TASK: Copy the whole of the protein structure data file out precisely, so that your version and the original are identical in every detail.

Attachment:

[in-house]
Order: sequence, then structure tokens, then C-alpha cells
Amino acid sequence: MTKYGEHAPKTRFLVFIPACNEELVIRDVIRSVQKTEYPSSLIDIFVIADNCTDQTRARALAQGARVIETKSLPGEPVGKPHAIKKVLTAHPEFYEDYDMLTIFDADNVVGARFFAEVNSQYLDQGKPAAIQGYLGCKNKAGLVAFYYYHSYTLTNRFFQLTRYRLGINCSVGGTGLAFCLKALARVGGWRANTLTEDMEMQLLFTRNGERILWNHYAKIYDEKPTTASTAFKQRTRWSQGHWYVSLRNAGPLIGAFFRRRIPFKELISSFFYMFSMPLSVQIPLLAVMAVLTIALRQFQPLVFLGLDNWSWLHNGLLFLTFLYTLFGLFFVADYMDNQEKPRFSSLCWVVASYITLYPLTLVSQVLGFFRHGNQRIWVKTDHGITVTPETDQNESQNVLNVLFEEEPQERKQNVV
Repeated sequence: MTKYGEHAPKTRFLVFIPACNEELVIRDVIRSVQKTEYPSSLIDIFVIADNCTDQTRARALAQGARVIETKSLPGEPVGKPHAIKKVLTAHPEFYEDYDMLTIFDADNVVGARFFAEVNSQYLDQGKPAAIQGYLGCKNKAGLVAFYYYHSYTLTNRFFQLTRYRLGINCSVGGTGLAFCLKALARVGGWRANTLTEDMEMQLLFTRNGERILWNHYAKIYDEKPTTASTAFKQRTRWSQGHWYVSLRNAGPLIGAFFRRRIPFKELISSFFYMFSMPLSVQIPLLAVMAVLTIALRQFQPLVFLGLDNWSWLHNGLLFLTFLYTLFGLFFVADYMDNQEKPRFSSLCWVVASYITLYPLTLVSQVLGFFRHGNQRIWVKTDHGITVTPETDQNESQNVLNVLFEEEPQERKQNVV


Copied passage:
[in-house]
Order: sequence, then structure tokens, then C-alpha cells
Amino acid sequence: MTKYGEHAPKTRFLVFIPACNEELVIRDVIRSVQKTEYPSSLIDIFVIADNCTDQTRARALAQGARVIETKSLPGEPVGKPHAIKKVLTAHPEFYEDYDMLTIFDADNVVGARFFAEVNSQYLDQGKPAAIQGYLGCKNKAGLVAFYYYHSYTLTNRFFQLTRYRLGINCSVGGTGLAFCLKALARVGGWRANTLTEDMEMQLLFTRNGERILWNHYAKIYDEKPTTASTAFKQRTRWSQGHWYVSLRNAGPLIGAFFRRRIPFKELISSFFYMFSMPLSVQIPLLAVMAVLTIALRQFQPLVFLGLDNWSWLHNGLLFLTFLYTLFGLFFVADYMDNQEKPRFSSLCWVVASYITLYPLTLVSQVLGFFRHGNQRIWVKTDHGITVTPETDQNESQNVLNVLFEEEPQERKQNVV
Repeated sequence: MTKYGEHAPKTRFLVFIPACNEELVIRDVIRSVQKTEYPSSLIDIFVIADNCTDQTRARALAQGARVIETKSLPGEPVGKPHAIKKVLTAHPEFYEDYDMLTIFDADNVVGARFFAEVNSQYLDQGKPAAIQGYLGCKNKAGLVAFYYYHSYTLTNRFFQLTRYRLGINCSVGGTGLAFCLKALARVGGWRANTLTEDMEMQLLFTRNGERILWNHYAKIYDEKPTTASTAFKQRTRWSQGHWYVSLRNAGPLIGAFFRRRIPFKELISSFFYMFSMPLSVQIPLLAVMAVLTIALRQFQPLVFLGLDNWSWLHNGLLFLTFLYTLFGLFFVADYMDNQEKPRFSSLCWVVASYITLYPLTLVSQVLGFFRHGNQRIWVKTDHGITVTPETDQNESQNVLNVLFEEEPQERKQNVV